The mystery of Gilgit manuscripts:

The mystery of Gilgit manuscripts:

The Gilgit manuscripts are the only corpus of Buddhist manuscripts discovered in the subcontinent


Buddhism, with roots in Hinduism, spread rapidly under Mauryas especially during the time of Asoka. Missionaries were sent to Kashmir under Madhyantika, who resided in Kashmir for 20 years and preached Buddhism. During the time of Asoka, those areas were selected where other religious beliefs had not yet secured a stronghold. Later Kashmir became a centre of Buddhist philosophical studies as Asoka built monasteries and temples there.

In 1913, Aurel Stein, a renowned archaeologist of the region in his third and largest expedition to Central Asia, passed through Darel and Tangirand reported some “boys watching flocks above Naupur village, about two miles west of Gilgit cantonment, who are said to have cleared a piece of timber out on the top of a small stone-covered mound. Further digging laid bare a circular chamber within the ruins of a Buddhist stupa filled with hundreds of small votive stupas and relief plaques common in Central Asia and Tibet”. After further excavations, a great mass of ancient manuscripts was found packed in a wooden box. The site appears to be an ancient ruin which may have been the residence of Buddhist monks. There were five wooden boxes, the fifth containing the other four, which kept all the manuscripts discovered in Gilgit, hence Gilgit manuscripts.

According to UNESCO, the Gilgit manuscripts are the oldest surviving manuscripts which throw light on the evolution of Sanskrit, Chinese, Korean, Japanese, Mongolian, Manchu and Tibetan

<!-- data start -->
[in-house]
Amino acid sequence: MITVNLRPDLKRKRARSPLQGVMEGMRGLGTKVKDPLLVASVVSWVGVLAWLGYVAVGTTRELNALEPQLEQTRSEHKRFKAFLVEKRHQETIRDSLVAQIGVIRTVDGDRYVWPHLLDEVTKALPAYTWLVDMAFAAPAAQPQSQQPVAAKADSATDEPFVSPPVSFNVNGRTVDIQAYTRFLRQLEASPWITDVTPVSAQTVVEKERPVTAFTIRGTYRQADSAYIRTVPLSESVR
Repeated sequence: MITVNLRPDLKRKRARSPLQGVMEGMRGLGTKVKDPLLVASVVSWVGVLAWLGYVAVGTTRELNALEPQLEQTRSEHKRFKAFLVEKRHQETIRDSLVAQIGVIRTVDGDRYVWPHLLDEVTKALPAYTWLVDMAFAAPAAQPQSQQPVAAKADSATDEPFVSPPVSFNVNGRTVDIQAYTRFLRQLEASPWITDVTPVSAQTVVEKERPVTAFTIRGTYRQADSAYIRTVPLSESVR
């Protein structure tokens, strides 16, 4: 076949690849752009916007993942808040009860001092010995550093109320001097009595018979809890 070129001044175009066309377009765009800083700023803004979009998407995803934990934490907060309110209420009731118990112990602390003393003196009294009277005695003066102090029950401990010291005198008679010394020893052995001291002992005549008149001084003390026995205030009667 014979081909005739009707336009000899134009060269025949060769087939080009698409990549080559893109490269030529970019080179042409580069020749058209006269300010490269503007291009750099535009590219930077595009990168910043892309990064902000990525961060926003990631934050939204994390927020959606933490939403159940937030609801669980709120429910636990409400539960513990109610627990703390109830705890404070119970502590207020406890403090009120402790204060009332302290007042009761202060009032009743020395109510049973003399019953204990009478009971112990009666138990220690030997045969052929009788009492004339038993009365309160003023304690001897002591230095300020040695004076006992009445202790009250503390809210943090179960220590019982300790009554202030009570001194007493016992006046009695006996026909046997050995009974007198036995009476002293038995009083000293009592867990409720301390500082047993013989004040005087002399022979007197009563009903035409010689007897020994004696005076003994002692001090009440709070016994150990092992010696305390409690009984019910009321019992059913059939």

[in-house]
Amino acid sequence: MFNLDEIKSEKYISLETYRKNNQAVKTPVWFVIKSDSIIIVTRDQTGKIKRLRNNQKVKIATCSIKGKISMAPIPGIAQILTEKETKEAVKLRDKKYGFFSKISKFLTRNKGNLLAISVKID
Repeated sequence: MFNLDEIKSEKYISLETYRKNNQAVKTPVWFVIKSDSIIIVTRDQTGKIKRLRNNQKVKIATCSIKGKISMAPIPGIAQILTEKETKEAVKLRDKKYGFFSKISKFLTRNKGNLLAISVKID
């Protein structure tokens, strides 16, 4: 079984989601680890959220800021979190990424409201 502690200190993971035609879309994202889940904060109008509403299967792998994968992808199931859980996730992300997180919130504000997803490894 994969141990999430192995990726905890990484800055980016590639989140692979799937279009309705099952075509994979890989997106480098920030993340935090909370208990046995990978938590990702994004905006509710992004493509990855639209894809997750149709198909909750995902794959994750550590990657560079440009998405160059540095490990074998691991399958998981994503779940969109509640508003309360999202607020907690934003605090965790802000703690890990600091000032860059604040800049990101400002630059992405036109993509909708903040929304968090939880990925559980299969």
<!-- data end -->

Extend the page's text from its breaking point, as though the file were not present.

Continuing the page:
These manuscripts are the only corpus of Buddhist manuscripts discovered in the subcontinent. Reportedly, a substantial portion of manuscripts had passed into the hands of unauthorised persons while the Gilgit administration took over the manuscripts and sent them to Srinagar. In 1938, the Maharaja of Kashmir deputed pandit Madhusudan Kaul to carry out further excavation at the site, who was able to discover three to four more manuscripts .Pandit Kaul published a short report on these manuscripts in the quarterly journal of the Mythic Society, Bangalore. In 1956, Professor Giuseppe Tucci, a well-known Italian scholar, secured another small group of manuscripts from a street vendor in Rawalpindi. These were later presented to the Karachi Museum.

The language of these texts is Sanskrit while the vocabulary is derived from ancient Buddhist texts in Prakrit. Birch bark, bhojpatra, is found in the Himalayas at an elevation of 14,800 feet. The white paper of the tree was used for writing Sanskrit, scripts and texts. According to Jens Uwe Hartmann, the text is written on palm leaf, a material mostly used in India and Nepal.It is believed that the Gilgit manuscripts probably travelled west from one of the Buddhist kingdoms along the Silk Route. At that time, Gilgit was a major trade centre of the silk route.

The majority of the Gilgit manuscripts are now held at the Indian national archives in New Delhi, India followed by the Shri Partap Singh Museum in Srinagar, while a small collection is held at the British Library, London and Karachi Museum. Opinions vary about the date of these manuscripts as one group of scholars says that the Gilgit manuscripts were written in the second century, while the other group places them between the sixth and seventh century.

There are several stories in the texts revolving around Bimbisara, Jivaka, Visakha and Upananda, who brought about direct and indirect rules relating to the dressing of monks and nuns. There are stories and the biography of renowned physician Jivaka an

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